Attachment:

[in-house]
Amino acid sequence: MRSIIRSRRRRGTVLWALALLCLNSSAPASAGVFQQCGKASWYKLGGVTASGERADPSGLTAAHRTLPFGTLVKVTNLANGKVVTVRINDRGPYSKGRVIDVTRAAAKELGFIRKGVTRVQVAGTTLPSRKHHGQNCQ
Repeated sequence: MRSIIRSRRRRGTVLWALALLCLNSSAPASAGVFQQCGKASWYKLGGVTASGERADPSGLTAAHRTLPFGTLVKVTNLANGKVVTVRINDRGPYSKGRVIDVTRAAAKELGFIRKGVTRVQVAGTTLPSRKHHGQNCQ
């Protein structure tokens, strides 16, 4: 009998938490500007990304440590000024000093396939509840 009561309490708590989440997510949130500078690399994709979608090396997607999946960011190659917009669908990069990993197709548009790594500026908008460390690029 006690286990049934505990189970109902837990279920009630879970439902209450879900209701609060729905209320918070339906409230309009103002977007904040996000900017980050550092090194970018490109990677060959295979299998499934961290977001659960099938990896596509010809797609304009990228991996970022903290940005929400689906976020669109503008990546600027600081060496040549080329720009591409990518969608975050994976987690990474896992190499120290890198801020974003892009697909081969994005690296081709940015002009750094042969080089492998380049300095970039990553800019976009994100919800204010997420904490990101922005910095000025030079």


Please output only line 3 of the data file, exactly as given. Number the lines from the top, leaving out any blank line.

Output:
Repeated sequence: MRSIIRSRRRRGTVLWALALLCLNSSAPASAGVFQQCGKASWYKLGGVTASGERADPSGLTAAHRTLPFGTLVKVTNLANGKVVTVRINDRGPYSKGRVIDVTRAAAKELGFIRKGVTRVQVAGTTLPSRKHHGQNCQ